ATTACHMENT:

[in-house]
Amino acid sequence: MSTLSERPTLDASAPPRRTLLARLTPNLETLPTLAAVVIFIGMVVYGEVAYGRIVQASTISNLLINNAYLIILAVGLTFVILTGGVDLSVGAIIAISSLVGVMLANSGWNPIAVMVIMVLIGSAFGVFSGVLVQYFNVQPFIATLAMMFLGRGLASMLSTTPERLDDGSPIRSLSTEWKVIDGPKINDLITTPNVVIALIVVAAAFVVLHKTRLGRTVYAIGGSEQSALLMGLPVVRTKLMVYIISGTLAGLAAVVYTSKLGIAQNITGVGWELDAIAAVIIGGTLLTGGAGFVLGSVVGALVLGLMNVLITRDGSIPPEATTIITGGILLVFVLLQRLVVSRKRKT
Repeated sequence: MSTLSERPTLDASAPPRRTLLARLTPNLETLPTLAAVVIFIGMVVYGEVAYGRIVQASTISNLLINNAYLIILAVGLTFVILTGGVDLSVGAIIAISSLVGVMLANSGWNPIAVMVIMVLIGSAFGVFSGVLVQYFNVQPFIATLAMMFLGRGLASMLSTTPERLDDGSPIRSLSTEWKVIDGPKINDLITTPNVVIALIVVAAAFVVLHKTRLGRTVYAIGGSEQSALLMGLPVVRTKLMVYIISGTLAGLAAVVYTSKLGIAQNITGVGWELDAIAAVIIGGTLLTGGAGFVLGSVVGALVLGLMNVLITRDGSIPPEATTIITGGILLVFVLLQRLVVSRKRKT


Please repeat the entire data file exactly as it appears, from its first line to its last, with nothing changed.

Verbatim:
[in-house]
Amino acid sequence: MSTLSERPTLDASAPPRRTLLARLTPNLETLPTLAAVVIFIGMVVYGEVAYGRIVQASTISNLLINNAYLIILAVGLTFVILTGGVDLSVGAIIAISSLVGVMLANSGWNPIAVMVIMVLIGSAFGVFSGVLVQYFNVQPFIATLAMMFLGRGLASMLSTTPERLDDGSPIRSLSTEWKVIDGPKINDLITTPNVVIALIVVAAAFVVLHKTRLGRTVYAIGGSEQSALLMGLPVVRTKLMVYIISGTLAGLAAVVYTSKLGIAQNITGVGWELDAIAAVIIGGTLLTGGAGFVLGSVVGALVLGLMNVLITRDGSIPPEATTIITGGILLVFVLLQRLVVSRKRKT
Repeated sequence: MSTLSERPTLDASAPPRRTLLARLTPNLETLPTLAAVVIFIGMVVYGEVAYGRIVQASTISNLLINNAYLIILAVGLTFVILTGGVDLSVGAIIAISSLVGVMLANSGWNPIAVMVIMVLIGSAFGVFSGVLVQYFNVQPFIATLAMMFLGRGLASMLSTTPERLDDGSPIRSLSTEWKVIDGPKINDLITTPNVVIALIVVAAAFVVLHKTRLGRTVYAIGGSEQSALLMGLPVVRTKLMVYIISGTLAGLAAVVYTSKLGIAQNITGVGWELDAIAAVIIGGTLLTGGAGFVLGSVVGALVLGLMNVLITRDGSIPPEATTIITGGILLVFVLLQRLVVSRKRKT